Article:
In response to David Beard, the difference is that I'm not color blind. I could see the variations, but I needed a direct comparison to appreciate them. I also don't think I have a tin-ear. I like Hilary Hahn's Vuillaume, and it's not (not yet at least) valued at a million. On the other hand, I've also heard Anne Akiko Meyers in concert. I've also heard her describe her Strad rapturously in an interview as soaring like a cathedral and also rich like chocolate on the G string. None of those words I would use to describe the sounds I heard from her concert. Has she bought into the mythos? Hard to say. 

I realize my opinion as a non world-class soloist, mere mortal audience member is, as you say, "entirely irrelevant" even though collectively we help fund part of the salaries of these soloists. Yet I still would love to hear more unique instruments by unique makers with maybe just one voice instead of a few very slightly different voices on one Strad. The variation amongst cellos, for example, and violas, I find more interesting.

 

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Again, if you don't experience the difference between two violins as glaringly clear to you directly, then whatever difference there is or isn't between those violins doesn't matter to you.  But there may very like be a difference present that completely matters for someone else's direct experience.

 

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1 hour ago, David Beard said:

Again, if you don't experience the difference between two violins as glaringly clear to you directly, then whatever difference there is or isn't between those violins doesn't matter to you.  But there may very like be a difference present that completely matters for someone else's direct experience.

 

I experience obvious differences between any two violins I play, but IMHO, not all differences are operationally significant.  Anyway, if every fiddle in the section emitted identically, what a lackluster sound we'd make.  :)

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10 hours ago, dabenno said:

 

As an analogy, my wife and I were picking out wall paint and the amounts of cream/pale yellow/off white with a warm hue were astounding. I'm still not sure I see all the differences, but when the chips were laid next to each other, I could see some of the differences but they were still so tiny. 

Ha-ha - just had the same experience at the cool/blue end of the white spectrum. In order to maintain my credibility as a hard-nosed sceptic I have to say I can't tell the difference.

 

4 hours ago, Violadamore said:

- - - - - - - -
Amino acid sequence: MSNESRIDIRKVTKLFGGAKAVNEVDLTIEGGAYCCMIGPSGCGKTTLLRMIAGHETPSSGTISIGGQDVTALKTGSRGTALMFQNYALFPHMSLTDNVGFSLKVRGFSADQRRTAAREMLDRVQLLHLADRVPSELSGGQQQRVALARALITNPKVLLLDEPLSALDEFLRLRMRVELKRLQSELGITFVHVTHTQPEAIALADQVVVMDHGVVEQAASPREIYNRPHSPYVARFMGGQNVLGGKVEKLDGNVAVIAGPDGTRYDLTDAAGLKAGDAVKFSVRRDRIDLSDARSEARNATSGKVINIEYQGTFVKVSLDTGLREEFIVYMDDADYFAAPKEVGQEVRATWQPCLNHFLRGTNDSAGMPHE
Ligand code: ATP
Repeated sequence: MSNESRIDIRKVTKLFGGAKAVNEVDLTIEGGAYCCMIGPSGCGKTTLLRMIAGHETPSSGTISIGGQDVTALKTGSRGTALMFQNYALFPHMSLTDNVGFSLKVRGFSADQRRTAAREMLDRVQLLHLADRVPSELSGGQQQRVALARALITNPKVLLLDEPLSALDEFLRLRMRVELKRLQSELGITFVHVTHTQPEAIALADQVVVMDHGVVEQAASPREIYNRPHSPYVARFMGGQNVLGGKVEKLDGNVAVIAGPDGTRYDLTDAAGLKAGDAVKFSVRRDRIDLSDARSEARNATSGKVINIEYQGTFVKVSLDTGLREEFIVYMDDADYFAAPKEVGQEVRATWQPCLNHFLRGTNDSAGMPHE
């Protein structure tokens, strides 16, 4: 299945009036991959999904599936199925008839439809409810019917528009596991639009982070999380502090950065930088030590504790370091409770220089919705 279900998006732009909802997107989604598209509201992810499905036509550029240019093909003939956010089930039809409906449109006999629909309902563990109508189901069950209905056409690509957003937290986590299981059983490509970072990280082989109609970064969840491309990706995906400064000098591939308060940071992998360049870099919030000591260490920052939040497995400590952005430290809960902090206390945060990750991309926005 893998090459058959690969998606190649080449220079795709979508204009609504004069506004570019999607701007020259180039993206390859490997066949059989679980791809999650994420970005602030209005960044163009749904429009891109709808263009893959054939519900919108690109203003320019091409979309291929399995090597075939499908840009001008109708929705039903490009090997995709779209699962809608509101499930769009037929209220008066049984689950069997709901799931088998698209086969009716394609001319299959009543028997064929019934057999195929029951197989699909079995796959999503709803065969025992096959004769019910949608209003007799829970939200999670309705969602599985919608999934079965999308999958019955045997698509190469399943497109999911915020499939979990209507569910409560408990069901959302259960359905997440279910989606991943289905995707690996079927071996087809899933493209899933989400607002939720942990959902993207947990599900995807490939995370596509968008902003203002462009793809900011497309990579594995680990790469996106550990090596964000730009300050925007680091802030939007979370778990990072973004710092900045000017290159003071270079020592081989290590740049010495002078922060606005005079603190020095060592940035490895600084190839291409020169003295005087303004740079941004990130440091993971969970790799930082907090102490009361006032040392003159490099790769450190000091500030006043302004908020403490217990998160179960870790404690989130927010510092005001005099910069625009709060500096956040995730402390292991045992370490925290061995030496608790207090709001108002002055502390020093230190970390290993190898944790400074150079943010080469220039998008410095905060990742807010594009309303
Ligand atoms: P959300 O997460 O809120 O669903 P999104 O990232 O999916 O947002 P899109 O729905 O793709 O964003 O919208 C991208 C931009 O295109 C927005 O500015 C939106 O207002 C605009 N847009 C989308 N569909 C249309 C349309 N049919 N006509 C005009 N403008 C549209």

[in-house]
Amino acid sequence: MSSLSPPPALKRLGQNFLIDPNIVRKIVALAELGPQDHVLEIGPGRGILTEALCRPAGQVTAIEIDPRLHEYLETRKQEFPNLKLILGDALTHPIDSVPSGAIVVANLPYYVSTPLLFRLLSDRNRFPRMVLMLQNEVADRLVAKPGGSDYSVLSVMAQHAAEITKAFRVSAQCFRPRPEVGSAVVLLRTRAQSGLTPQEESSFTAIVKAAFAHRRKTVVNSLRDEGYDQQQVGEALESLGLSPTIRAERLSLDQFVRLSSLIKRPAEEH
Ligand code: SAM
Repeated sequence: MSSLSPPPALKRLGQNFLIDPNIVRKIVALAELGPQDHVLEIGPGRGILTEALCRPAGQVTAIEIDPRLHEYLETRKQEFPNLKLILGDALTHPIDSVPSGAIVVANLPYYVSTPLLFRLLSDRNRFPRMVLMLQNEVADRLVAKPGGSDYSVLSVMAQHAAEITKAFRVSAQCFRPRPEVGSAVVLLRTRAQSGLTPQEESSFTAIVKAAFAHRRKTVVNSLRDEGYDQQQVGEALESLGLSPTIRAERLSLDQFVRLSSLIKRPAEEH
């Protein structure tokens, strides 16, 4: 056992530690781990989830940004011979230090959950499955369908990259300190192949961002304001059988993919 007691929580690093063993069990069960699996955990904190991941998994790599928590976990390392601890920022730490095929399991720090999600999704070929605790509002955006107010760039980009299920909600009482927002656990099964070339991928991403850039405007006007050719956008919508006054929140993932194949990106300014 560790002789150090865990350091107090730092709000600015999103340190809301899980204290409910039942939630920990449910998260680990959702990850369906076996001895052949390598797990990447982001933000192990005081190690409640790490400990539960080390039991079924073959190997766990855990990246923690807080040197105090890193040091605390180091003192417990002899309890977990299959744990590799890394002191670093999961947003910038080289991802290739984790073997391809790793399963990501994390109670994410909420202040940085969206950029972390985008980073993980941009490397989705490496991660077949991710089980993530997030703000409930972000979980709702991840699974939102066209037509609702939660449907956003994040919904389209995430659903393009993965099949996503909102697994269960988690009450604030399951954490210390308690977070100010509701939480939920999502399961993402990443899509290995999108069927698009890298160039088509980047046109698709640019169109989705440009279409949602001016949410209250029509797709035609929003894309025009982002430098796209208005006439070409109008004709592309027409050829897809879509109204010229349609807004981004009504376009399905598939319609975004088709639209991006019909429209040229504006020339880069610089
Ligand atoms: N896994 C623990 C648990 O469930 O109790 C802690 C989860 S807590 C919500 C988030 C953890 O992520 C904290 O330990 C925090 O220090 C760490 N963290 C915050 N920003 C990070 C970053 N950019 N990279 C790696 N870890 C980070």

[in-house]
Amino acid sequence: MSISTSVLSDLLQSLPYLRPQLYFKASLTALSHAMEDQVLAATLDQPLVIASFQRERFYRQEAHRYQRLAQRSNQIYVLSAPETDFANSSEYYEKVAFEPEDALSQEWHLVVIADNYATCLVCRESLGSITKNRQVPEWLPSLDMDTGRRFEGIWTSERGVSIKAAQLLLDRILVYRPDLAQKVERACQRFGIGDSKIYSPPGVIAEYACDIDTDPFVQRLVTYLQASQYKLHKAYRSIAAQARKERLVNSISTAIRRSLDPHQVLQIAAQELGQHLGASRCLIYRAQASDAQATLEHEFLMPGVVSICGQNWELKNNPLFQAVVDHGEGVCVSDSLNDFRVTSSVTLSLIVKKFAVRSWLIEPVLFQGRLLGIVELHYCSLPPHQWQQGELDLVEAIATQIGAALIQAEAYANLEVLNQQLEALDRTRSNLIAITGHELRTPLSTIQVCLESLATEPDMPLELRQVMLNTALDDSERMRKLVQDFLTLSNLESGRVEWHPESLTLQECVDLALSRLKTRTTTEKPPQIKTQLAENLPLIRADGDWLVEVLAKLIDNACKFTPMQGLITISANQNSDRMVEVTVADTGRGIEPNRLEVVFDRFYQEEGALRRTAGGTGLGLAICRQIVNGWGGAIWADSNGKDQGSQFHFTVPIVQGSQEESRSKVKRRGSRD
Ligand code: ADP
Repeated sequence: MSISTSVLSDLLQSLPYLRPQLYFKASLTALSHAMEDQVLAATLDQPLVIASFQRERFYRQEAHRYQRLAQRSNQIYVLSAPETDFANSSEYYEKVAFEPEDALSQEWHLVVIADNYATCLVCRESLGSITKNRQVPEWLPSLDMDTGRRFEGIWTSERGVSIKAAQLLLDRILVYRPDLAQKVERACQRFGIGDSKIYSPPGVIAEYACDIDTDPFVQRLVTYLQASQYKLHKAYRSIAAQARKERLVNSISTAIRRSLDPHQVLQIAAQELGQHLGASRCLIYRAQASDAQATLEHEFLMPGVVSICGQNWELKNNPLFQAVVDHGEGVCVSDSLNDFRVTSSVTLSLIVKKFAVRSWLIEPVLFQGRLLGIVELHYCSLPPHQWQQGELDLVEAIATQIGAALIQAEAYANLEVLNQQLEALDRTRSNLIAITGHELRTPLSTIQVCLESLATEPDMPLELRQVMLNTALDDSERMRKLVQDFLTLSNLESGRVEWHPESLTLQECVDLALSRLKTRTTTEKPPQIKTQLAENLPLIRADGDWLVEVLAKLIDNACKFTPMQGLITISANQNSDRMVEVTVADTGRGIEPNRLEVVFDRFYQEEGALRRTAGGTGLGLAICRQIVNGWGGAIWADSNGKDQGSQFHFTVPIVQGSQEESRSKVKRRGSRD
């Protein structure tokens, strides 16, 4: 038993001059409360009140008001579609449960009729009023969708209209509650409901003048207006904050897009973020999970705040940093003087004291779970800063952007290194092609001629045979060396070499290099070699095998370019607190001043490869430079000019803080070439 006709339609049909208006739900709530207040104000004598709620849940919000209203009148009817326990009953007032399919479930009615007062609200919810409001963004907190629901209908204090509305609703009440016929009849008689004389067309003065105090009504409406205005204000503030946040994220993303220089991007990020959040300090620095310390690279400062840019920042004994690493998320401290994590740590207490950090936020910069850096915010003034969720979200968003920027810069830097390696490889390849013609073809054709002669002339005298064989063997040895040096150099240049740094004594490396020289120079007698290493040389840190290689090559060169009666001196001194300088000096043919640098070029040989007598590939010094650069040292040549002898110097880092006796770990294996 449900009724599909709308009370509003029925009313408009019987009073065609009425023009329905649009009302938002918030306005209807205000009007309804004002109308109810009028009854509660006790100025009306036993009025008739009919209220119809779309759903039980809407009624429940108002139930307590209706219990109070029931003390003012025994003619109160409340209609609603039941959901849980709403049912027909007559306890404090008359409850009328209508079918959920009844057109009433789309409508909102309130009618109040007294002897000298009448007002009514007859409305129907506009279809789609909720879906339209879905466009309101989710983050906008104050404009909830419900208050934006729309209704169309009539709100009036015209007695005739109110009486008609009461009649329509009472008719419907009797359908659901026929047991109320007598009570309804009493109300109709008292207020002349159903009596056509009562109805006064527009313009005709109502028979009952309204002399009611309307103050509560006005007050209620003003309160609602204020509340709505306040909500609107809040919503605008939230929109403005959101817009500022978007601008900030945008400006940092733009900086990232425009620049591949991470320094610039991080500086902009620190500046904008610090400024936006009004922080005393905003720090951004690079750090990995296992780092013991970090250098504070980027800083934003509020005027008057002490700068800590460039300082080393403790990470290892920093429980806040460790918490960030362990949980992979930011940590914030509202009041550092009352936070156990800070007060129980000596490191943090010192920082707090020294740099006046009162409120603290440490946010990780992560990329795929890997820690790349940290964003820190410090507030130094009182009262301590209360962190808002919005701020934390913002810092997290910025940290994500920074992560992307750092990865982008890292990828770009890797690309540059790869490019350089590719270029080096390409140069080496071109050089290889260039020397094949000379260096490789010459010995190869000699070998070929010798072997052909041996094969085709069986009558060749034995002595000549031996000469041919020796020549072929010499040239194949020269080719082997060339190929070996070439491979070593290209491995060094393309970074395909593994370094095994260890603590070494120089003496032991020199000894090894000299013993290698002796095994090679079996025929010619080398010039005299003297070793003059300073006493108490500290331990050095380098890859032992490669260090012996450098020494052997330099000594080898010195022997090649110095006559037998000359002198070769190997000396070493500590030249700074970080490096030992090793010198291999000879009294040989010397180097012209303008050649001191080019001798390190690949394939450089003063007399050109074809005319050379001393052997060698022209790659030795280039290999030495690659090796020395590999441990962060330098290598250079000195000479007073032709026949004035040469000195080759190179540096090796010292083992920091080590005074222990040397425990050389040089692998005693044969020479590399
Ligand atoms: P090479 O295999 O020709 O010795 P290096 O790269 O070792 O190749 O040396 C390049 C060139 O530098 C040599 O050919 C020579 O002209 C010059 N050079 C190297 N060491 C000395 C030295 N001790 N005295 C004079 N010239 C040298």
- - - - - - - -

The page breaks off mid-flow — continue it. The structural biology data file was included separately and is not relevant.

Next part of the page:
I experience obvious differences between any two violins I play, but IMHO, not all differences are operationally significant.  Anyway, if every fiddle in the section emitted identically, what a lackluster sound we'd make.  :)

That too. Surely it's not the existence of tonal differences we're disputing here but responsiveness/expressiveness. I still maintain my violins are all equally inexpressive (unless they serenade each other when I'm out of earshot) but responsive? I do have one that.seems to require a little more time and care with the bow before it starts to sing. Is speed of response a measureable factor that comes into the calculation of any of the violin makers here?

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1 hour ago, matesic said:

Ha-ha - just had the same experience at the cool/blue end of the white spectrum. In order to maintain my credibility as a hard-nosed sceptic I have to say I can't tell the difference.

Ha, know the feeling. Can't let them know we can see, otherwise we might be consulted on more detailed, lengthier versions of such questions :lol:

 

7 hours ago, David Beard said:

But there may very like be a difference present that completely matters for someone else's direct experience.

 

Despite my better judgment, (and advice of favorite XKCD comic https://xkcd.com/386/) I can't agree with that statement. That is what I mean by buying into the mythos. Behavioral economics studies with wine suggested that the perceived cost of the wine not only influenced psychological perception of wine (I like it a lot and can tell a difference, when in fact, there was no difference) but also the actual neurocognitive machinery (I like it a lot and fMRI scans show more activation in the nucleus accumbens).

Look at Ms. Meyers now describing her new violin, a Guarneri, as being able to mimic lightening, birds, drunkenness and having tonal colours like an ocean. It also happens to be one of the most expensive violins in the world. 

I agree with your point that player experiences takes precedence, but what I'm questioning is the OP/players stance that these old Strads  tend tohave more expressiveness than any other maker. I wonder whether the mythos of the Strad lead us to perceive that they simply have more voices/expressiveness/tonal colors.

 

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On 7/11/2018 at 1:39 PM, Quadibloc said:

But I don't need to be one of those people to be concerned about those people, to be concerned that their needs are being met.

Bear in mind that 'The only people fiddle quality actually matters to are the few who PLAY VERY WELL and are DEEPLY DISSATISFIED  by ALMOST EVERY FIDDLE they try. ' is a small subset of very good violinists, violists and cellists (the neurotic ones--but how many violinists are not neurotic?).

I see it differently. We all strive to make a beautiful rather than an ugly sound when we pick up a fiddle. If you have harsh strings you are going to struggle, or a poor setup, or bad bow hair. A dreadful fiddle is also a hinderance, and a properly made one a help.

As for the Strad mythos, it is clear that a strong positive reaction to a violin exists only in the mind of the player. Of course it is influenced by the way the instrument responds under the bow, its appearance, and its price tag and prestige. Stradivari has nailed all three.